For radio broadcasting companies, the addition of political advertising dollars to their overall revenue in 2020 is something many C-Suiters have been salivating about for the last several quarters.
But, is Radio far behind other media? New data from Kantar Media says yes, with Radio far behind digital media.
As the First Democratic Debates began, Kantar released a new forecast that shows the 2019-2020 federal election cycle will likely generate $6 billion in political advertising.
But, the big headline is that Kantar projects a significant increase in digital ad spending in 2020, with the channel receiving 20% of total political ad spend, or $1.2 billion.
Broadcast and cable television political ad spending will remain strong, with broadcast attracting $3.2 billion and cable attracting $1.2 billion.
Radio? It offered no commentary in noting that radio ad spending is expected to total $400 million.
Kantar’s estimates include spend only on ads sponsored by federal candidates or campaigns, and not by PACs.
“Overall, an extended Democratic primary fight would likely be a short term, second quarter 2020 sugar high,” said Steve Passwaiter, General Manager for the CMAG service at Kantar’s Media division. “In fact, a long primary and a Democratic convention fight would most likely reduce total campaign spending as it would reduce the amount of time the eventual Democratic nominee would have to raise and spend money for the general election.”
And, based on past results, digital remains a “wild card” when it comes to media spend, Kantar notes. In 2016, the Clinton campaign spent 2.5% of its total budget and 6% of its media budget on digital. The 2016 Sanders campaign spent 12.5% of its total budget and 25% of its media budget on digital. Meanwhile, the Trump campaign spent more than 40% of its ad budget on digital in 2016.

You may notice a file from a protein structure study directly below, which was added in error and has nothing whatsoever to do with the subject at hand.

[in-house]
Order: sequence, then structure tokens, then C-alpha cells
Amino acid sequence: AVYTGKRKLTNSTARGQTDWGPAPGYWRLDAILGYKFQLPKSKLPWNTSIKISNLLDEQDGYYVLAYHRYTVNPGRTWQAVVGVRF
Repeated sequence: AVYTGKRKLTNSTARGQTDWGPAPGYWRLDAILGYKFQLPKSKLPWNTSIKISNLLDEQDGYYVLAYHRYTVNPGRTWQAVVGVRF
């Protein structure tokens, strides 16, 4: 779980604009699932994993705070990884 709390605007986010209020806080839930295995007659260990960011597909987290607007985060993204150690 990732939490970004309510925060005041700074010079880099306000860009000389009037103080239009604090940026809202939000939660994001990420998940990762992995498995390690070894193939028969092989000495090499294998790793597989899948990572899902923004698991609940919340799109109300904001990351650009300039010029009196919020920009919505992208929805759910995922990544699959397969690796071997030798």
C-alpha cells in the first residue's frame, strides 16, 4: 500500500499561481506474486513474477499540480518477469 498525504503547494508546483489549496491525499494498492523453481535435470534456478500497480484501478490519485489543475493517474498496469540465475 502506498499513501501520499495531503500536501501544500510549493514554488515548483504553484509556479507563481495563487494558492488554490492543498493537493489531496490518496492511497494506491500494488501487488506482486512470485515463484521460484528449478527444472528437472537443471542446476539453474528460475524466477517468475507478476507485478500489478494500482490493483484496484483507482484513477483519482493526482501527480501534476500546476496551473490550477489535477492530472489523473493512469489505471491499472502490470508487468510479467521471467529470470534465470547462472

“With such varied strategies, it remains to be seen what will occur in 2020,” Kantar notes.
Another area of emerging focus in the 2020 election cycle is the Over-the-Top/Connected TV space.
“The issues of scale that hindered the use of this platform in previous cycles is now in the past, as the universe has expanded beyond D2 and Comcast’s VOD service,” Kantar notes. “Accordingly, political advertisers will be able to air more spots on these platforms and thus extend the reach of their messaging and better connect with younger audiences.”
Passwaiter cautions a “wait and see” approach when it comes to Super PACs, which can also play a significant role in shaping advertising spend.
“Not only do the unlimited ways they can raise money add to the overall total, but they pay a premium for television since they do not qualify for the lowest unit rates,” he said. “It will be interesting to see if a Democrat uses them in 2020 as most in the primary have rejected this type of support so far.”